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  The Cake at Geffen Playhouse

The Cake

Geffen Playhouse
10886 Le Conte Avenue Los Angeles

When Della, a North Carolina baker and devout Christian, is asked to bake a wedding cake for her best friend's daughter, she is overjoyed. But that joy is short-lived when she learns that the intended is another bride and realizes she is faced with an agonizing choice between faith and family. Struggling to reconcile her deeply-held belief in "traditional marriage" and the love she has for the woman she helped raise, Della finds herself in strange new territory. Inspired by a story still in the headlines, this marvelously funny new play by Bekah Brunstetter (This Is Us) is proof that love is the key ingredient in creating common ground. That '70s Show matriarch Debra Jo Rupp returns to the role of Della as The Echo Theater Company's production of The Cake takes the stage at L.A.'s Geffen Playhouse.

Thru - Oct 21, 2018



Price: $30-$120

Show Type: Comedy

Box Office: 310-208-5454

www.geffenplayhouse.com


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  The Cake Reviews
  • Highly Recommended
  • Recommended
  • Somewhat Recommended
  • Not Recommended

Broadway World - Highly Recommended

"...And even though you may need a Kleenex, listen closely to the truthful honesty with which the lines are delivered by these two actresses dedicated to showing audiences that neither side is right or wrong, just diametrically opposed and correct to each of them. And I am not revealing whether or not Della bakes the cake or even attends the wedding as the truth is revealed during the final moments of the play when THE CAKE proves that love is always the key ingredient in life."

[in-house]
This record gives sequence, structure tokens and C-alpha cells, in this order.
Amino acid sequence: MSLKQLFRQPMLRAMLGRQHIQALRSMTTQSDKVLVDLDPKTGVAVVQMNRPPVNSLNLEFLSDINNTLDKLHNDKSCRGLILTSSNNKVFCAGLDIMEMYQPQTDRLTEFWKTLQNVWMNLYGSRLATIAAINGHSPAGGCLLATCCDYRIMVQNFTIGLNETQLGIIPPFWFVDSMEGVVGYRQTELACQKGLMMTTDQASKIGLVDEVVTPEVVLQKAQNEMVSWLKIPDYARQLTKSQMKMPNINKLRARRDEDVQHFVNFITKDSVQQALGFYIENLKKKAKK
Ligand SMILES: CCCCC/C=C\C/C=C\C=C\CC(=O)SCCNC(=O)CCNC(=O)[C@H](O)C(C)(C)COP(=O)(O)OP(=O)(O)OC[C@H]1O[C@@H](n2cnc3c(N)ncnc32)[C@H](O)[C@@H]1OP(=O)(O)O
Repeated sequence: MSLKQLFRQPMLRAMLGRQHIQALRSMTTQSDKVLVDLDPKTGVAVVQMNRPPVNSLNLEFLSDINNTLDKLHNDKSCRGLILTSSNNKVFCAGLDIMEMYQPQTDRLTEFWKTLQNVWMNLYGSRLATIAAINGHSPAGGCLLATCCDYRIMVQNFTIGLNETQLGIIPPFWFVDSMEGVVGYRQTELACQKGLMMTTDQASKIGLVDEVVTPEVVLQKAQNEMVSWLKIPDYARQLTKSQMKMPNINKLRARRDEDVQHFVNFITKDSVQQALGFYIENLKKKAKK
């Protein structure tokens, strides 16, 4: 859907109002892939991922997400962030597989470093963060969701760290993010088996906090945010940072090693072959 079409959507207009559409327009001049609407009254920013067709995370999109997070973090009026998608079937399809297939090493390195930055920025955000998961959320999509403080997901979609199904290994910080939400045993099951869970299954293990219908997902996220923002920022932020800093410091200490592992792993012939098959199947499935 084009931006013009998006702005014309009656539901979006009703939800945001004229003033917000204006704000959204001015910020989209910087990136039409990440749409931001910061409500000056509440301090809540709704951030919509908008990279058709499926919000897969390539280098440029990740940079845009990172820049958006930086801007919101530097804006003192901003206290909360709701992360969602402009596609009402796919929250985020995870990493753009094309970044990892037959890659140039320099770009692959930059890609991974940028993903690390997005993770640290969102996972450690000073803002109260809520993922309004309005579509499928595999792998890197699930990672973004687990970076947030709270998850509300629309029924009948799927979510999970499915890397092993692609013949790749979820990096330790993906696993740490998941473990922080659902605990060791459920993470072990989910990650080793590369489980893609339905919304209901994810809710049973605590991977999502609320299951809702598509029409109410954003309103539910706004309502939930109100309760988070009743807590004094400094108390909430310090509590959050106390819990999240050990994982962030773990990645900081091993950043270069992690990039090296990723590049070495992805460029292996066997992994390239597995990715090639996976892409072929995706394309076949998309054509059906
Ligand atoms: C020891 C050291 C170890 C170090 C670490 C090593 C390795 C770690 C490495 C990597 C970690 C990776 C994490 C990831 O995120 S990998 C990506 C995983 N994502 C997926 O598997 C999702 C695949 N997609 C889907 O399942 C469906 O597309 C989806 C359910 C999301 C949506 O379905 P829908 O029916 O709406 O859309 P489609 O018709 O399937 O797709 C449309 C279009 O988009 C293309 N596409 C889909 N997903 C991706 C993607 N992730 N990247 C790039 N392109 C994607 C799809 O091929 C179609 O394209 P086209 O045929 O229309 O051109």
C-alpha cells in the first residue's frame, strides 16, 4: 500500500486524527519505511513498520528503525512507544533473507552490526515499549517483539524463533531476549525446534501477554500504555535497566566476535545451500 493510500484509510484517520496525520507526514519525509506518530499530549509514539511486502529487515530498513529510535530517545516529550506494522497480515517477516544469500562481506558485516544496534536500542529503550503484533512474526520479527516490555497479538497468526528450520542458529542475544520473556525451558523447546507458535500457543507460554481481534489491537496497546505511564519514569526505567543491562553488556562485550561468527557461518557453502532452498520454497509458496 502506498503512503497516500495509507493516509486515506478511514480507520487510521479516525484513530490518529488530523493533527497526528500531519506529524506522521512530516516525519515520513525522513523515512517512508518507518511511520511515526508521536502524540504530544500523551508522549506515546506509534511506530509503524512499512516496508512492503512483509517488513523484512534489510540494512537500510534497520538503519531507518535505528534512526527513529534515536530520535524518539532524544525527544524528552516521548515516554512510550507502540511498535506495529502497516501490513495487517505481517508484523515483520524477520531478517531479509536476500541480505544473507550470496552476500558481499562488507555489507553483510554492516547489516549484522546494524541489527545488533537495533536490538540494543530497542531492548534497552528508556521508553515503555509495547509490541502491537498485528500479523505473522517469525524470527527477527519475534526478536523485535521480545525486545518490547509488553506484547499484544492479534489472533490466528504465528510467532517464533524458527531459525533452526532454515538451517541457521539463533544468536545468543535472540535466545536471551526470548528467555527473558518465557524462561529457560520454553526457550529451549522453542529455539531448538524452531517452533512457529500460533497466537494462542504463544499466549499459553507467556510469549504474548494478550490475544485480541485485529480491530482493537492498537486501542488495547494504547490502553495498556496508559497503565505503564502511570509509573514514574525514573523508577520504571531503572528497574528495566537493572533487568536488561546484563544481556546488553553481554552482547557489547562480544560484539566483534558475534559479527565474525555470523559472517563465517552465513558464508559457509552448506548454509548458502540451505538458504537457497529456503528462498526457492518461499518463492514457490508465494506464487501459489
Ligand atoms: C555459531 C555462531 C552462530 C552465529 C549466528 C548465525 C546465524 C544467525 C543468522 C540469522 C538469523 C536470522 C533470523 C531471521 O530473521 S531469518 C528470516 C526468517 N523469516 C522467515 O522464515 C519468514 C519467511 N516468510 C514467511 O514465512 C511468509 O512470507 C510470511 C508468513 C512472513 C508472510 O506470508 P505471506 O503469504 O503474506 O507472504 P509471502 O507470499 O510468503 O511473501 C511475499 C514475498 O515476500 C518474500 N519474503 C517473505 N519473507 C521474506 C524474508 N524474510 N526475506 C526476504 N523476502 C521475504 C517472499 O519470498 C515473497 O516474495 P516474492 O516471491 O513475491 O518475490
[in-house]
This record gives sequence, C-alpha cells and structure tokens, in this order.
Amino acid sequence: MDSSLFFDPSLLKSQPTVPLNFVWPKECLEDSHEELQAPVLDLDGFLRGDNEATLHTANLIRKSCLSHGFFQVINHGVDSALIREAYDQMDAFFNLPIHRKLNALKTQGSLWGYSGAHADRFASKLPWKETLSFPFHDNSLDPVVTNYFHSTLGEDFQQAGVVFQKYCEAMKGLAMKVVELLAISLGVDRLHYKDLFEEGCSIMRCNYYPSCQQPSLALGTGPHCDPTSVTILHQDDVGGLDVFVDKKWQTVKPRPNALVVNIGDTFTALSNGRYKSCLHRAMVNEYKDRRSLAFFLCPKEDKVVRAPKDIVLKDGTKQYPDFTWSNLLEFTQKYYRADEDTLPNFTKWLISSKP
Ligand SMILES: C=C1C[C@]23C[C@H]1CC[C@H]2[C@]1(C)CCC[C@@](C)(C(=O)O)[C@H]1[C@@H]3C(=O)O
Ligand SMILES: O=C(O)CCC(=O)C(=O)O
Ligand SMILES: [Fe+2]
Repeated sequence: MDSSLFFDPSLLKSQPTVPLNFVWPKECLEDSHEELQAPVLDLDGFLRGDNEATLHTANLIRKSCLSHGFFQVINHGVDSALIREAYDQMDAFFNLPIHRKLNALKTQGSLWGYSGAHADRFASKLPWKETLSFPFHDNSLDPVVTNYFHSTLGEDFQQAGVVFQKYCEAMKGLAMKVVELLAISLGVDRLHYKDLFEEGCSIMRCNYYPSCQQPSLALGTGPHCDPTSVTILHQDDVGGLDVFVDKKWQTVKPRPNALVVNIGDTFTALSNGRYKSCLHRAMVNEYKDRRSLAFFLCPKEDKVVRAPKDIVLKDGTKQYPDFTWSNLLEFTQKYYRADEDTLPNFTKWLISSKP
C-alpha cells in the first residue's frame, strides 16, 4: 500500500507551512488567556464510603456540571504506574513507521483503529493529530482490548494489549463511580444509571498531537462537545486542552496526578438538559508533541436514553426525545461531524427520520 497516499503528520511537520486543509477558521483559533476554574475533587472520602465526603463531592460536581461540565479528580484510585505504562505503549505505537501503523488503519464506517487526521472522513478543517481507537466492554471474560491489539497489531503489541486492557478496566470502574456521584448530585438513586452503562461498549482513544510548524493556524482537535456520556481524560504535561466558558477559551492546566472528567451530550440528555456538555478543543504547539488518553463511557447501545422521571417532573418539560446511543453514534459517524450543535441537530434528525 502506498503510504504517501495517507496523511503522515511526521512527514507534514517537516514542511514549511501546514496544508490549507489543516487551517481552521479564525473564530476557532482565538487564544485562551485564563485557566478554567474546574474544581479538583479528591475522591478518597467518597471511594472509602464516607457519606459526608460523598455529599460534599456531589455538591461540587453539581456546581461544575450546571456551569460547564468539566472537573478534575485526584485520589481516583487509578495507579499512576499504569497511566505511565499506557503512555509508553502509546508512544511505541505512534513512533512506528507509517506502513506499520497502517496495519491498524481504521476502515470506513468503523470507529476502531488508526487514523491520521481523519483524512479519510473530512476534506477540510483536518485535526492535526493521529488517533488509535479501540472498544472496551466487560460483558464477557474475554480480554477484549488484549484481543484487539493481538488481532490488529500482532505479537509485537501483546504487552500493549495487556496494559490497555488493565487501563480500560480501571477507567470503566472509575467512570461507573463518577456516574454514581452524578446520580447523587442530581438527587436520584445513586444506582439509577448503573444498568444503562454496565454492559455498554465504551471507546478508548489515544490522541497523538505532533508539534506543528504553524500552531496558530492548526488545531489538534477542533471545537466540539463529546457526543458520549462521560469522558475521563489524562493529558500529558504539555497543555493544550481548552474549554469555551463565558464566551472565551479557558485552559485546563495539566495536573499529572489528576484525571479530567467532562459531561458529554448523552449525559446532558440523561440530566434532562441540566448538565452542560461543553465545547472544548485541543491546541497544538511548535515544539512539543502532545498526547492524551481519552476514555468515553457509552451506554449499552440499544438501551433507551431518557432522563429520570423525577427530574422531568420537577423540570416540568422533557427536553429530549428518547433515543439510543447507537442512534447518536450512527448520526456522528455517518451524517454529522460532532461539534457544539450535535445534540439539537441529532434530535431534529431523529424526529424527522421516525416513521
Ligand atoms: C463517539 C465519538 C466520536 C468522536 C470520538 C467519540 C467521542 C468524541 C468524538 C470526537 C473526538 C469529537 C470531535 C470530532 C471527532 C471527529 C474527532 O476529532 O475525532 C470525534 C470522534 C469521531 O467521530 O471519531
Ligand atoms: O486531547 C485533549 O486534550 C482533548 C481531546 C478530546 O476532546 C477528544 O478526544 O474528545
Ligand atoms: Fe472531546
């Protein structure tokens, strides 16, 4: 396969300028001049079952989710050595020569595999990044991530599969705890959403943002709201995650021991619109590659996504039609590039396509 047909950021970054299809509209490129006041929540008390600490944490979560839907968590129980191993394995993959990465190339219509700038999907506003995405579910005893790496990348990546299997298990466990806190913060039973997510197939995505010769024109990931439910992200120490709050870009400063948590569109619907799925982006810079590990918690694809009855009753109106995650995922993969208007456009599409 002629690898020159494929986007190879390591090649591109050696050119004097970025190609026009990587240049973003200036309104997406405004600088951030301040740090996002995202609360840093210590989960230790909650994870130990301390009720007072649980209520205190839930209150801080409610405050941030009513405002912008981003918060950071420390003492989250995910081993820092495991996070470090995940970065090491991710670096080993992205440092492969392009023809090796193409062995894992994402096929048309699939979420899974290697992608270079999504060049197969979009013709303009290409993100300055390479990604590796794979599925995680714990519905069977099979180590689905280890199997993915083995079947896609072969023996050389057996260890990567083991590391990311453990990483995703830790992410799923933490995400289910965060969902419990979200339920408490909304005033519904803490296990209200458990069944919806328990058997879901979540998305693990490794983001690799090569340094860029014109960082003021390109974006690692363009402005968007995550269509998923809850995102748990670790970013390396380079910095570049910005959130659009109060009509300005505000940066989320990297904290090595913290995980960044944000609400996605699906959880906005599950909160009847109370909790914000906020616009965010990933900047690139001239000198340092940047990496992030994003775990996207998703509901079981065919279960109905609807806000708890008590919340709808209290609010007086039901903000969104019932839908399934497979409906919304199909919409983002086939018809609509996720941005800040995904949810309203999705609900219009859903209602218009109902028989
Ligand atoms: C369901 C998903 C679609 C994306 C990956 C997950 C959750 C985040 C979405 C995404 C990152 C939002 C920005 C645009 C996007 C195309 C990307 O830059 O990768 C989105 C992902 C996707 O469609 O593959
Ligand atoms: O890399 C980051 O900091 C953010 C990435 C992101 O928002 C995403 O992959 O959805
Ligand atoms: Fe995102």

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Shari Barrett


Stage and Cinema - Highly Recommended

"...Director Jennifer Chambers gets the tone just right. There are big moments of slapstick silliness involving food that open up into poignance. Ms. Chambers skillfully manages these changes in mood. A running theme is Della’s imagined interactions with the host of the television baking show she is about to be on. They start out broadly funny, but end up, like everything else, mattering more than you think they will. Is the host a stand-in for Jesus? Is he a representation of Della’s subconscious? He is certainly more than easy satire; and playwright and director are in sync on that."
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Samuel Garza Bernstein


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